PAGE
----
JWA may reach Central America

International flights would depart from Terminal C, the hub slated to be finished in December 2011.

May 26, 2010|By Tom Ragan

Orange County is breaking out of its insular self as John Wayne Airport prepares for the possibility of international flights to Mexico and other destinations in Central America, which would follow in the contrails of JWA's new once-daily service to Toronto.

Construction began Tuesday on a walkway that will connect the airport's Terminal B to Terminal C, the future 280,000-square-foot facility featuring six new gates, which will go along with new international flights, said Jenny Wedge, the airport's spokeswoman.

Facilities for U.S. Immigration and Customs Enforcement will also be built, possibly turning John Wayne Airport into John Wayne "International" Airport. Technically speaking, however, the airport needs 15,000 international passengers a year and more than 2,000 international arrivals annually to be designated as such by the federal government.


"Right now, we have no plans to change the name," said Wedge, adding that the $540 million in improvements is expected to accommodate 10.8 million passengers between January 2011 and December 2015, according to a re-negotiated agreement between Orange County and the city of Newport Beach.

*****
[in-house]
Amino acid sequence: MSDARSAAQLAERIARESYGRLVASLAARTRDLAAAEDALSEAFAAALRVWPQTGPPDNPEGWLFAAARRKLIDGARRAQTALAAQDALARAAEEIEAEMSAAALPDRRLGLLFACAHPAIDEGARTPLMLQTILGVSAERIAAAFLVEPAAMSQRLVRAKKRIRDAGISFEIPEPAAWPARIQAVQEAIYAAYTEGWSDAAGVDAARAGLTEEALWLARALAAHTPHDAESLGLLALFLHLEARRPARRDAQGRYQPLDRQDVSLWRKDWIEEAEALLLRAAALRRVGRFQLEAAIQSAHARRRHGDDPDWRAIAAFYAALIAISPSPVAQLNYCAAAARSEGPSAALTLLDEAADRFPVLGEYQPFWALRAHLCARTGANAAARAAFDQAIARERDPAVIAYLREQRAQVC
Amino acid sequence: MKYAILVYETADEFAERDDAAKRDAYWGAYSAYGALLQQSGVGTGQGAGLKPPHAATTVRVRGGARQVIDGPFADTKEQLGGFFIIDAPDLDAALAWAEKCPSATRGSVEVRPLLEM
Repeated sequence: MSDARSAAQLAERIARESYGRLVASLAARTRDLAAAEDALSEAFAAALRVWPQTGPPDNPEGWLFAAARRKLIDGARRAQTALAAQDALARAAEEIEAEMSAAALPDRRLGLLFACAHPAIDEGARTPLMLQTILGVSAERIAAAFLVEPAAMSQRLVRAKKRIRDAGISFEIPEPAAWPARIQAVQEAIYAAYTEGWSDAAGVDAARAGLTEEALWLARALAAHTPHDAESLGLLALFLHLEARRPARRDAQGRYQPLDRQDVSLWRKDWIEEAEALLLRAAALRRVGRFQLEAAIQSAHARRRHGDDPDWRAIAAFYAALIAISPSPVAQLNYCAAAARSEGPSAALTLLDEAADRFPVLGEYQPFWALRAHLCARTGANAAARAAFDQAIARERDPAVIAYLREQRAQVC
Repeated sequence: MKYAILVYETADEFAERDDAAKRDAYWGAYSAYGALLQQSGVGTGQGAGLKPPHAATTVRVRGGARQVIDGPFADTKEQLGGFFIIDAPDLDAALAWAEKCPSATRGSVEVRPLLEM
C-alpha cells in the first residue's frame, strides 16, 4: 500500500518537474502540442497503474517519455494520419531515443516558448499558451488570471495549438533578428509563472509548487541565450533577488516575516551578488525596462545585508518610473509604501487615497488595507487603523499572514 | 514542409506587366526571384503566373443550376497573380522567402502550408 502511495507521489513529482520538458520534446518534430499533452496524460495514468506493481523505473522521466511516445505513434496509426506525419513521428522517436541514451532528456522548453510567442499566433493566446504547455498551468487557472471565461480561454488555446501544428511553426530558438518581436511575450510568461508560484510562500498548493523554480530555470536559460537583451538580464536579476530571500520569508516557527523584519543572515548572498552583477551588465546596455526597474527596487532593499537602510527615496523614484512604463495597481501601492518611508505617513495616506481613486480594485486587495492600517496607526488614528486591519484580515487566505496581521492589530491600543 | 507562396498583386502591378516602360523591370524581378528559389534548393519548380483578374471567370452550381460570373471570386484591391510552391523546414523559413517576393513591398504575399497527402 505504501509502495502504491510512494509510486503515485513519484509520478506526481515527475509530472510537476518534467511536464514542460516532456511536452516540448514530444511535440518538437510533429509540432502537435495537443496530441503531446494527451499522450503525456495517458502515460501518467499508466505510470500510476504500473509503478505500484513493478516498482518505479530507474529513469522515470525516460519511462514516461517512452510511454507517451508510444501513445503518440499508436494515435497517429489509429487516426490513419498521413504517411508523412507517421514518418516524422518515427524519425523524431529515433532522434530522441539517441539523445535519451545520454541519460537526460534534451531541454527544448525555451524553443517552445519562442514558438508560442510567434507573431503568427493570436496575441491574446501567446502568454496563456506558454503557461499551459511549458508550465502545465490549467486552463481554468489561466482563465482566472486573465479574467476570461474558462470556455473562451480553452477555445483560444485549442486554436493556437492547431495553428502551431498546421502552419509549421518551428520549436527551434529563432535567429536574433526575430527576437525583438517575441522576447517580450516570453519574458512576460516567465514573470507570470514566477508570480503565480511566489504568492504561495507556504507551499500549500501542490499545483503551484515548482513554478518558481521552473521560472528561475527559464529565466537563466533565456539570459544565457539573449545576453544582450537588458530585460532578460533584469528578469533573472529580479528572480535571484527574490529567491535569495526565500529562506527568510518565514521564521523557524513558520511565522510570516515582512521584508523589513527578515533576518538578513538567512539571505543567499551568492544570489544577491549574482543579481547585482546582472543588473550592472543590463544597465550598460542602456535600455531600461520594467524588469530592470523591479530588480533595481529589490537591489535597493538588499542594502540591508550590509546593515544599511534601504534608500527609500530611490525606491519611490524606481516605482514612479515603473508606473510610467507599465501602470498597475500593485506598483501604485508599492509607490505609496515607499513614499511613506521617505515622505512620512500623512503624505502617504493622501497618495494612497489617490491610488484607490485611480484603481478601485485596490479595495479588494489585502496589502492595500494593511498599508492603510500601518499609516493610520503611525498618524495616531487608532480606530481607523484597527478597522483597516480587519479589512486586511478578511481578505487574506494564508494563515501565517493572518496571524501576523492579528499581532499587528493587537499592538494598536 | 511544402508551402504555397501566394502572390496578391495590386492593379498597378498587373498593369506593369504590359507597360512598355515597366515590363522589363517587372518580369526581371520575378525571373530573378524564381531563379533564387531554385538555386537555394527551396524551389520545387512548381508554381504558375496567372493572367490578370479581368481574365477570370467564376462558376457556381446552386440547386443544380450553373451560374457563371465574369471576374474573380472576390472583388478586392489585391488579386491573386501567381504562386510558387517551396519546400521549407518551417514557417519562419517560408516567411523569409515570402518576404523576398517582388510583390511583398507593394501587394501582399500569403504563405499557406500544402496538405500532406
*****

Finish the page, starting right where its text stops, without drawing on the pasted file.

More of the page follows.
The improvements, she said, will be completed by December 2011. They started in July 2009. The new terminal itself will cost $195.9 million.

Other facilities to be added include a parking structure, three baggage carousels, food and beverage and news and gift concessions stands, along with the expected screening, security and checkpoints for international flights.

If no airline companies are interested in providing international flights, Wedge said, Terminal C can always be used for the overflow of passengers already occurring in Terminals A and B.

"It gets cramped in there right now," she said, adding that last year's total passengers came to 8.7 million, nearly 300,000 above the limit that was set in 1985 under the original agreement struck between Newport Beach and the airport.

At least $180 million of the improvements will be paid for by Passenger Facility Charge Revenues. That is, $4.50 per passenger is set aside to help fund major infrastructure development at airports across the country, the result of a law enacted by Congress in 1990.

To some residents, however, the so-called improvements are merely an "expansion" by the airport, and should be considered such, said Ron Darling, a former member of the Airport Working Group of Orange County.

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